If you're one of those people who'd like to have an electric or plug-in hybrid car but don't have easy access to a charging point, there is a little hope on the horizon. Car magazine is reporting BMW's wireless induction charging system, which is a mat a car can park on and wirelessly recharge from, is set to go into production in July and go on sale in Europe towards the end of the summer. However, there are a few drawbacks.
For a start, there isn't going to be a purchase option for the device, at least not from the beginning. Initially, the charging mat will only be available to lease for the 530e iPerformance, because the mat alone isn't enough to recharge an electric car as the car also has to be compatible with the system. It turns out leasing is the overwhelmingly preferred choice when it comes to sales of the plug-in version of the 5 Series in Western Europe. This is probably a big part of why BMW has chosen a lease-only option for this brand new technology that will eventually be rolled out to all of its PHEV models. AutoBlog reports that a pilot program for the mat with the 530e will also be deployed in California.
And of course, to make use of the mat it has to be installed at your preferred location and connected to a mains electricity supply, so it doesn't really address the problem of not having a driveway or a garage at home where you can house a recharging point. One day though, it's hoped we may even have roads with wireless induction charging built-in so we can recharge as we drive.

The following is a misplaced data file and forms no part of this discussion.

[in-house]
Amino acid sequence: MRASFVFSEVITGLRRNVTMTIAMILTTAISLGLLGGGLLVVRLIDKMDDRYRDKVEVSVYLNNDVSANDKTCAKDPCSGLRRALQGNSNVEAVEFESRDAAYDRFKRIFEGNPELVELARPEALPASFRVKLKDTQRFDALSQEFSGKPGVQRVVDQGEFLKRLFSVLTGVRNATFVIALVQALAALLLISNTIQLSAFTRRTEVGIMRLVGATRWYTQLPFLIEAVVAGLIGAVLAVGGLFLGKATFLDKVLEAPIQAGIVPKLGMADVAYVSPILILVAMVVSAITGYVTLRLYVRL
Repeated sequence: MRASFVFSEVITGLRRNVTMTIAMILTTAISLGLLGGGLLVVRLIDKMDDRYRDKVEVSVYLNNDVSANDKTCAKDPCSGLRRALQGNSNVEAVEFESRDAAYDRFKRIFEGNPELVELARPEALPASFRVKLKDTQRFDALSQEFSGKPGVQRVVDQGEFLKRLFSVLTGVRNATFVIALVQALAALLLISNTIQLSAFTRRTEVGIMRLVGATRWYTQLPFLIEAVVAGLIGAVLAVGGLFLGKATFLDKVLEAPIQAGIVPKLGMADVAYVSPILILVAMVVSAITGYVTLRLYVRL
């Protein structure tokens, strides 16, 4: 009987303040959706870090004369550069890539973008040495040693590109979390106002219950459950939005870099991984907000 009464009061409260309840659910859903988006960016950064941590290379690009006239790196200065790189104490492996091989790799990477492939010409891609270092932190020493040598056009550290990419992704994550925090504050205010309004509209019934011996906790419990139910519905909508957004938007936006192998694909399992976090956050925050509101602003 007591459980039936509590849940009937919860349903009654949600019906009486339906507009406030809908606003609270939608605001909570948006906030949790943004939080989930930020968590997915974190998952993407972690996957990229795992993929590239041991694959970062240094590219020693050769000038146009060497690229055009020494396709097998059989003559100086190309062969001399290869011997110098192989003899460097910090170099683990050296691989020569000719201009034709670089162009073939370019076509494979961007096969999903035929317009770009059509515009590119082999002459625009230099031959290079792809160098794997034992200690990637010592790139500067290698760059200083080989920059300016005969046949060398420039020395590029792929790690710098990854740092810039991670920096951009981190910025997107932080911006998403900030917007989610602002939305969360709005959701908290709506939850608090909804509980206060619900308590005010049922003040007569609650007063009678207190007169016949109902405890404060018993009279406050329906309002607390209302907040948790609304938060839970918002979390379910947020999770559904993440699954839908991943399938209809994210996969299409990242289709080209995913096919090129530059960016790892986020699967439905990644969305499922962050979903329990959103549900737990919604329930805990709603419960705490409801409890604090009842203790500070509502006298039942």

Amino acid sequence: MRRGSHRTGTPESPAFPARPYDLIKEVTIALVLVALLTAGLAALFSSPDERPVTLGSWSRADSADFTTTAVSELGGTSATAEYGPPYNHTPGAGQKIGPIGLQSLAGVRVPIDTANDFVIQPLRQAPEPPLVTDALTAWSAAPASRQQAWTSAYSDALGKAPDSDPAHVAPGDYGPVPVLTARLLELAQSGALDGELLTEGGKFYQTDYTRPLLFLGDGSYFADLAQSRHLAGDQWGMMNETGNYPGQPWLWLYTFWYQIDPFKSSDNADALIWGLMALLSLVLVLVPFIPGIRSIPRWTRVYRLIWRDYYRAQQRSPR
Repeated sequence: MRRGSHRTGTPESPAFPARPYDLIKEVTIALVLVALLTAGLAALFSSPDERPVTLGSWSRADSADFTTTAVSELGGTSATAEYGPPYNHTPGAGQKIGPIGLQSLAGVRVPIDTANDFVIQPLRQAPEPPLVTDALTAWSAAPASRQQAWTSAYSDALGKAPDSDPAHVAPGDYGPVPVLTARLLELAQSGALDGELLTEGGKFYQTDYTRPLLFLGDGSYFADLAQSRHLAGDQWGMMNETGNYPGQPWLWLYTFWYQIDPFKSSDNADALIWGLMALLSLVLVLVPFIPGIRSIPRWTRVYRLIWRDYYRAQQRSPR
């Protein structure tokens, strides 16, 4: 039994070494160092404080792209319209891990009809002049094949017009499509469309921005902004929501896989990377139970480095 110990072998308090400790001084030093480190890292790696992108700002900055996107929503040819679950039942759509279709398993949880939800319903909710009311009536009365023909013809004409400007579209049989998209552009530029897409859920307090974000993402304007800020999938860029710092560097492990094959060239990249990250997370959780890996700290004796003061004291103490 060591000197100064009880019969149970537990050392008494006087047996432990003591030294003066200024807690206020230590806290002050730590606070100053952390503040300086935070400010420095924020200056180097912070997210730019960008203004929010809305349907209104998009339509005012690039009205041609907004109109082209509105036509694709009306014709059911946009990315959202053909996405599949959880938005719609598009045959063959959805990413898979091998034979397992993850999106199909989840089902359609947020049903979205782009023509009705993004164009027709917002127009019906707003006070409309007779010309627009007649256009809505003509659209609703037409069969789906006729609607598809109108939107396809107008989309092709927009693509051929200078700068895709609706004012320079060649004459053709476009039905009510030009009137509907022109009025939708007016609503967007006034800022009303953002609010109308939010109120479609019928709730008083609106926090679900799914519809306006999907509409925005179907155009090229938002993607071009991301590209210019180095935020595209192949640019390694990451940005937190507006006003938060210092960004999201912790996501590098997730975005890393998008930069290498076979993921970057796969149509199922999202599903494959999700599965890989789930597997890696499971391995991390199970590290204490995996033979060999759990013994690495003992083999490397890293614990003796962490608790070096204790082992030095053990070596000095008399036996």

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The floor mat itself is roughly 89 cm long, 80 cm wide, and 6 cm thick, and the pad mounted to the car is approximately 30 cm square and 2 cm thick. The floor mat needs plugging into a 220-volt outlet, and can transmit 3.2 kilowatts of power to the secondary coil under the car. That will charge the 9.2-kW battery of the 530e in three and a half hours, which compares favorably with the three-hour charge time for the hard-wired 3.7-kW BMW i Wallbox.
Sealed so it can work indoors or outdoors, the mat will automatically turn off if it detects an interfering object such as a dog or cat, and for those worried about such things it's also said to put out less electromagnetic radiation than a hotplate.